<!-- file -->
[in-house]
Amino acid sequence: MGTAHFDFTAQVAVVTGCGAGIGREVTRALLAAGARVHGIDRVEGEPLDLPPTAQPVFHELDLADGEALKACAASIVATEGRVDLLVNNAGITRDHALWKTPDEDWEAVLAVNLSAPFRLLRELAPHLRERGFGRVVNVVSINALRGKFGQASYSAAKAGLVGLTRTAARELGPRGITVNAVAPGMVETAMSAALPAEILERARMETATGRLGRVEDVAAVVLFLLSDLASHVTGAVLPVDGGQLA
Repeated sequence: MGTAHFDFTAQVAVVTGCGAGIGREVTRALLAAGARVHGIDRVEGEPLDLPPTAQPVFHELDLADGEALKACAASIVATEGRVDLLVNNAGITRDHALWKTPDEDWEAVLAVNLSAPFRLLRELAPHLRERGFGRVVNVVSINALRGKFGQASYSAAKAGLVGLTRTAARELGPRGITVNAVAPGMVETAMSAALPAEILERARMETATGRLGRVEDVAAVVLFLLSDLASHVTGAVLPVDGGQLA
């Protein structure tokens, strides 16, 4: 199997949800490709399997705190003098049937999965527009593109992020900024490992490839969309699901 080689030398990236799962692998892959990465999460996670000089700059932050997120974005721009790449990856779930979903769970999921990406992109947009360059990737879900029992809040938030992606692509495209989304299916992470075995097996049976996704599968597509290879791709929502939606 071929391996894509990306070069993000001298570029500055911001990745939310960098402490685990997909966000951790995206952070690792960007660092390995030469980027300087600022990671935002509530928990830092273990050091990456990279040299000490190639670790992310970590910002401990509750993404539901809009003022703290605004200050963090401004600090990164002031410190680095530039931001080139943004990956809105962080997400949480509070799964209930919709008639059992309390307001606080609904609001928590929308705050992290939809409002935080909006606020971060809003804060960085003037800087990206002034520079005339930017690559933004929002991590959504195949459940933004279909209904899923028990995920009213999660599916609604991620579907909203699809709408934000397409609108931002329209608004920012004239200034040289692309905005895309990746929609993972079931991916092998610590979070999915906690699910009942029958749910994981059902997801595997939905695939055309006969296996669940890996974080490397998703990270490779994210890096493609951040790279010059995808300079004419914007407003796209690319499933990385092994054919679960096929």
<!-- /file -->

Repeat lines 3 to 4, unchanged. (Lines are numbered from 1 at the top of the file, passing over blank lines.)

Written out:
Repeated sequence: MGTAHFDFTAQVAVVTGCGAGIGREVTRALLAAGARVHGIDRVEGEPLDLPPTAQPVFHELDLADGEALKACAASIVATEGRVDLLVNNAGITRDHALWKTPDEDWEAVLAVNLSAPFRLLRELAPHLRERGFGRVVNVVSINALRGKFGQASYSAAKAGLVGLTRTAARELGPRGITVNAVAPGMVETAMSAALPAEILERARMETATGRLGRVEDVAAVVLFLLSDLASHVTGAVLPVDGGQLA
């Protein structure tokens, strides 16, 4: 199997949800490709399997705190003098049937999965527009593109992020900024490992490839969309699901 080689030398990236799962692998892959990465999460996670000089700059932050997120974005721009790449990856779930979903769970999921990406992109947009360059990737879900029992809040938030992606692509495209989304299916992470075995097996049976996704599968597509290879791709929502939606 071929391996894509990306070069993000001298570029500055911001990745939310960098402490685990997909966000951790995206952070690792960007660092390995030469980027300087600022990671935002509530928990830092273990050091990456990279040299000490190639670790992310970590910002401990509750993404539901809009003022703290605004200050963090401004600090990164002031410190680095530039931001080139943004990956809105962080997400949480509070799964209930919709008639059992309390307001606080609904609001928590929308705050992290939809409002935080909006606020971060809003804060960085003037800087990206002034520079005339930017690559933004929002991590959504195949459940933004279909209904899923028990995920009213999660599916609604991620579907909203699809709408934000397409609108931002329209608004920012004239200034040289692309905005895309990746929609993972079931991916092998610590979070999915906690699910009942029958749910994981059902997801595997939905695939055309006969296996669940890996974080490397998703990270490779994210890096493609951040790279010059995808300079004419914007407003796209690319499933990385092994054919679960096929």